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Capital-Intensive Projects Induce More E¤ort
Central governments often subsidize capital spending by local gov-
ernments, instead of subsidizing operating expenses or labor-intensiveprojects. This paper o¤ers one explanation, focusing on the incentivee¤ects for local o¢ cials— a local o¢ cial can more easily shift the cost ofoptimizing a project to his successor on a labor-intensive project than ona capital-intensive project.
Keywords: federalism, capital subsidies, transit subsidies
Central governments often subsidize the capital costs of local projects but notthe operating costs. In transportation, for example, the federal governmentsubsidizes construction of roads, but not their maintenance; and it subsidizesthe purchase of buses but not operating costs. Why? One argument is theconcern with commitment and with durability. But it is not obvious that thefederal government would have a greater incentive to build durable projects thanwould a local government.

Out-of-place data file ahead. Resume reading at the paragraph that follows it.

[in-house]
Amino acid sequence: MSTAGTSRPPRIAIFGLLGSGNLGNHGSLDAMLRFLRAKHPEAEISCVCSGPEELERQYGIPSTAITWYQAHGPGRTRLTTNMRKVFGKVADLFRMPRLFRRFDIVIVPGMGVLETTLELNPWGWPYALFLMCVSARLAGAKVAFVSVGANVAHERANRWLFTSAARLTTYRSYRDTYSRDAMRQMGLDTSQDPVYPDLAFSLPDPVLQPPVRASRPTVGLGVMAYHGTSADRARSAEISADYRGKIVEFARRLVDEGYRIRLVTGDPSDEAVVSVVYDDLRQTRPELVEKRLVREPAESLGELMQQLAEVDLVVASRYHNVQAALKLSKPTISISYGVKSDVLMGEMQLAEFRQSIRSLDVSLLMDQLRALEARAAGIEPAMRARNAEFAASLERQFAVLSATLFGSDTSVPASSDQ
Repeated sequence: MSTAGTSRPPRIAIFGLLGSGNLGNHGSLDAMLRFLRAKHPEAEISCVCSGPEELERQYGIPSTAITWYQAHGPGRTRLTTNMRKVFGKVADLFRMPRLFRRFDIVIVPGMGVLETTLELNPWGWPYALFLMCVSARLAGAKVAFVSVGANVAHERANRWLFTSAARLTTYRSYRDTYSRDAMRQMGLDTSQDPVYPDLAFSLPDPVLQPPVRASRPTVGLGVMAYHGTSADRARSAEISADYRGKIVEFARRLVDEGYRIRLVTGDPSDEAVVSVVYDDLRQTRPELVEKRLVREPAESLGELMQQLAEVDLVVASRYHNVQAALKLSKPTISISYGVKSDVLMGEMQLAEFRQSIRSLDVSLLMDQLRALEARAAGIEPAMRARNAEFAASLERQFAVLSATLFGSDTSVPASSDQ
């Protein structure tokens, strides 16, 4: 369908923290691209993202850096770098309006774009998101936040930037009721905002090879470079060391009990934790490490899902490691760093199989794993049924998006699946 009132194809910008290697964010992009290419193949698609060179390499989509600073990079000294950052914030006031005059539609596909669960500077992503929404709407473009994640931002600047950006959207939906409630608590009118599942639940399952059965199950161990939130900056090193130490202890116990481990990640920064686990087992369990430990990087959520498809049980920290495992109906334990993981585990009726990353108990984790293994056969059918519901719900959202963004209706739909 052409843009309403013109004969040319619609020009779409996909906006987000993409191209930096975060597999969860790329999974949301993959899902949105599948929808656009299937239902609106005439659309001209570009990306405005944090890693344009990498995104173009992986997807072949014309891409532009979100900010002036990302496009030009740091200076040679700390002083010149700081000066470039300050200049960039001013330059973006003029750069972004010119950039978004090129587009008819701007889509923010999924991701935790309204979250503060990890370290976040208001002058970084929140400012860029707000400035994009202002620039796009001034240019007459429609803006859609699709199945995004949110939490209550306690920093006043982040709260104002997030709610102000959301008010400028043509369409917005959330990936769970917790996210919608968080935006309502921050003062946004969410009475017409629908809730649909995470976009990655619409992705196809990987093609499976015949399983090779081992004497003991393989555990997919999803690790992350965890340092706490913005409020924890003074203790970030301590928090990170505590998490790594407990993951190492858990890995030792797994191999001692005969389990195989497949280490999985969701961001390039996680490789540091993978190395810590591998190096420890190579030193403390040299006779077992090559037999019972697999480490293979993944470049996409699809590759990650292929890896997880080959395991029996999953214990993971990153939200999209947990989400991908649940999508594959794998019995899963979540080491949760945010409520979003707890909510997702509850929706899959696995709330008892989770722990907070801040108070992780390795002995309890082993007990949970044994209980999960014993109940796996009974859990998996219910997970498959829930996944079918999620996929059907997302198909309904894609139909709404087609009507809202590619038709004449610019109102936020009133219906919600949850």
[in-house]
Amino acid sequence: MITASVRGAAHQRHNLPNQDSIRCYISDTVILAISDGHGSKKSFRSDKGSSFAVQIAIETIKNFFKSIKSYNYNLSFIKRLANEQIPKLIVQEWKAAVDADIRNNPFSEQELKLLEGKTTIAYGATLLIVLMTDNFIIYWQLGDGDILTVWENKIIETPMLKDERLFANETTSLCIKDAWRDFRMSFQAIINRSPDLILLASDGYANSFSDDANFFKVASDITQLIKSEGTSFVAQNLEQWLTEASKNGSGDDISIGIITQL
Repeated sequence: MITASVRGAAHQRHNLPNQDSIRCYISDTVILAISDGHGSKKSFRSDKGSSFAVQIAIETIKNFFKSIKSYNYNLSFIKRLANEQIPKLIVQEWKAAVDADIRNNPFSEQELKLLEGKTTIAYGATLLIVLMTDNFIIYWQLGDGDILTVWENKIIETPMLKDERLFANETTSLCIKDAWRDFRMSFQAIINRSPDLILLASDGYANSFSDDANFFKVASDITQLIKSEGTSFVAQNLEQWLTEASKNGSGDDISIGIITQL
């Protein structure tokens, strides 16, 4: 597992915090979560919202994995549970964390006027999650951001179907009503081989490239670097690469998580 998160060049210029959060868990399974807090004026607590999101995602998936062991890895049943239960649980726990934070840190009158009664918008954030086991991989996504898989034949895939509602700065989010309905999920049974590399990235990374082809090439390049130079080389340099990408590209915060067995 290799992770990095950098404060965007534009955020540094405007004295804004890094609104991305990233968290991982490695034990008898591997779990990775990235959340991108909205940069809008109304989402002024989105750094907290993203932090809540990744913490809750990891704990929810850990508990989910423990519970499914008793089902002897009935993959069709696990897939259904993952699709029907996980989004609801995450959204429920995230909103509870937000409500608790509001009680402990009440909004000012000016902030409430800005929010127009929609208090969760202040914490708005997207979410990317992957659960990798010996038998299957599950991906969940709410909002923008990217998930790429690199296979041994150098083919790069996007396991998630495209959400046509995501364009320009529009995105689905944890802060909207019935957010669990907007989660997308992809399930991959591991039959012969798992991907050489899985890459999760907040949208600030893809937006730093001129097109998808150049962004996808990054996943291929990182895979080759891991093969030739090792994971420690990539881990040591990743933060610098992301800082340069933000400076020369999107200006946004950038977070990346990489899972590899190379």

Relatedly, voters who currently in‡uence the central government may fear
So though the central government may promise an
operating subsidy, the local citizens may fear that the central government’spreferences will change, canceling the subsidy or imposing stricter conditions onit. The local voters may therefore prefer a capital-intensive project.
In some countries, local governments have only a limited tax base, making
it di¢ cult for them to adopt capital-intensive projects; the central governmentmay then want to subsidize such projects. In other countries the opposite mayhold. For example, in the United States local governments can issue tax-freebonds at low interest rates.